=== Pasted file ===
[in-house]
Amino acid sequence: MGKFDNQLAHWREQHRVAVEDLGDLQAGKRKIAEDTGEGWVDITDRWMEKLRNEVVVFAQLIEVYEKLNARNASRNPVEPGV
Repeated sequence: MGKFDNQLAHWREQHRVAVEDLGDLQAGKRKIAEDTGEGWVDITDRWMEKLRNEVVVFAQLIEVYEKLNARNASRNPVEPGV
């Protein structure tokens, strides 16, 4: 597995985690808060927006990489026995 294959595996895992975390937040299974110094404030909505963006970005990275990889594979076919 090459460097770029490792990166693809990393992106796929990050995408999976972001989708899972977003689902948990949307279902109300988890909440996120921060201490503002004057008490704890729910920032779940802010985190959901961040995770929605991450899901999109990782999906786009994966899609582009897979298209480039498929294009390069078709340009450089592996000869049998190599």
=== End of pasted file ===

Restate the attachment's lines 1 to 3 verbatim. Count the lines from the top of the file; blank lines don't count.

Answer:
[in-house]
Amino acid sequence: MGKFDNQLAHWREQHRVAVEDLGDLQAGKRKIAEDTGEGWVDITDRWMEKLRNEVVVFAQLIEVYEKLNARNASRNPVEPGV
Repeated sequence: MGKFDNQLAHWREQHRVAVEDLGDLQAGKRKIAEDTGEGWVDITDRWMEKLRNEVVVFAQLIEVYEKLNARNASRNPVEPGV